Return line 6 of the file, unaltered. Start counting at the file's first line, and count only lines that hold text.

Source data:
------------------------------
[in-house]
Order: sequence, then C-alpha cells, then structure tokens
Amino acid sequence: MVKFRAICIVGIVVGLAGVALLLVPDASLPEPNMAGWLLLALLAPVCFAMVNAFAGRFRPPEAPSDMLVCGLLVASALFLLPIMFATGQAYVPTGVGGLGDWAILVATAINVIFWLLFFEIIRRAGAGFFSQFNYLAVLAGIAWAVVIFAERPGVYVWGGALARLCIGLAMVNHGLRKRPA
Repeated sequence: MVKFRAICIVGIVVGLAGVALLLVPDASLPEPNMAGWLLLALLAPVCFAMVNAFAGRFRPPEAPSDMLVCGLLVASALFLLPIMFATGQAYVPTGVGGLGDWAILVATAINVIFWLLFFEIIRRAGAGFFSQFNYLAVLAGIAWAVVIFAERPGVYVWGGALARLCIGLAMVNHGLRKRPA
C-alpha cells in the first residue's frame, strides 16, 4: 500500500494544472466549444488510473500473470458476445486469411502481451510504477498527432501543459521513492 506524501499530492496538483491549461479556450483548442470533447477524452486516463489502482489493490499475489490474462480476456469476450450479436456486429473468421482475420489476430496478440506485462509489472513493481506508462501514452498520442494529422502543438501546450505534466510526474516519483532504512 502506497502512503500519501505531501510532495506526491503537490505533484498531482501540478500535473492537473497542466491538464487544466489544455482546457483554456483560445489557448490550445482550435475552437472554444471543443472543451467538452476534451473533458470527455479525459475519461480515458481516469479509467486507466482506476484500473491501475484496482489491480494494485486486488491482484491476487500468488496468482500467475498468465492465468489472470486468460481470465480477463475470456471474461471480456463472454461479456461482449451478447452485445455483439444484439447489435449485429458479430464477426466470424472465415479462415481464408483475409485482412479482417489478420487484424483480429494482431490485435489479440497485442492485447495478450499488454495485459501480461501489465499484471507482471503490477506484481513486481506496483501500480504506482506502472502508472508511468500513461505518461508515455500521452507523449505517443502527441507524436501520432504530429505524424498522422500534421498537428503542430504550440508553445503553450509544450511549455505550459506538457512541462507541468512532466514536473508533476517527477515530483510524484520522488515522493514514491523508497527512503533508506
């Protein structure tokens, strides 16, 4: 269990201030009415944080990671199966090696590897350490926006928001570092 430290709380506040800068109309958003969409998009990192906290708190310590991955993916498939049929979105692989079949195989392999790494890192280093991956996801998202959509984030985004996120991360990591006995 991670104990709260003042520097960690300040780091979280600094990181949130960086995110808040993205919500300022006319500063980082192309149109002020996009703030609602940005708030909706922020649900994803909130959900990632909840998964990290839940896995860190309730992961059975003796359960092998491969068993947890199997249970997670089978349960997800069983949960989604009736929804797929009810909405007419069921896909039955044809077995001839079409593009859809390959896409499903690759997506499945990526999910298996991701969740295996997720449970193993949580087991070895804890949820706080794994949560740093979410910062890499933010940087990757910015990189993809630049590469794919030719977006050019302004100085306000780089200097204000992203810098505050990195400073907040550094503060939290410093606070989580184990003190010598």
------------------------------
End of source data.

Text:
């Protein structure tokens, strides 16, 4: 269990201030009415944080990671199966090696590897350490926006928001570092 430290709380506040800068109309958003969409998009990192906290708190310590991955993916498939049929979105692989079949195989392999790494890192280093991956996801998202959509984030985004996120991360990591006995 991670104990709260003042520097960690300040780091979280600094990181949130960086995110808040993205919500300022006319500063980082192309149109002020996009703030609602940005708030909706922020649900994803909130959900990632909840998964990290839940896995860190309730992961059975003796359960092998491969068993947890199997249970997670089978349960997800069983949960989604009736929804797929009810909405007419069921896909039955044809077995001839079409593009859809390959896409499903690759997506499945990526999910298996991701969740295996997720449970193993949580087991070895804890949820706080794994949560740093979410910062890499933010940087990757910015990189993809630049590469794919030719977006050019302004100085306000780089200097204000992203810098505050990195400073907040550094503060939290410093606070989580184990003190010598």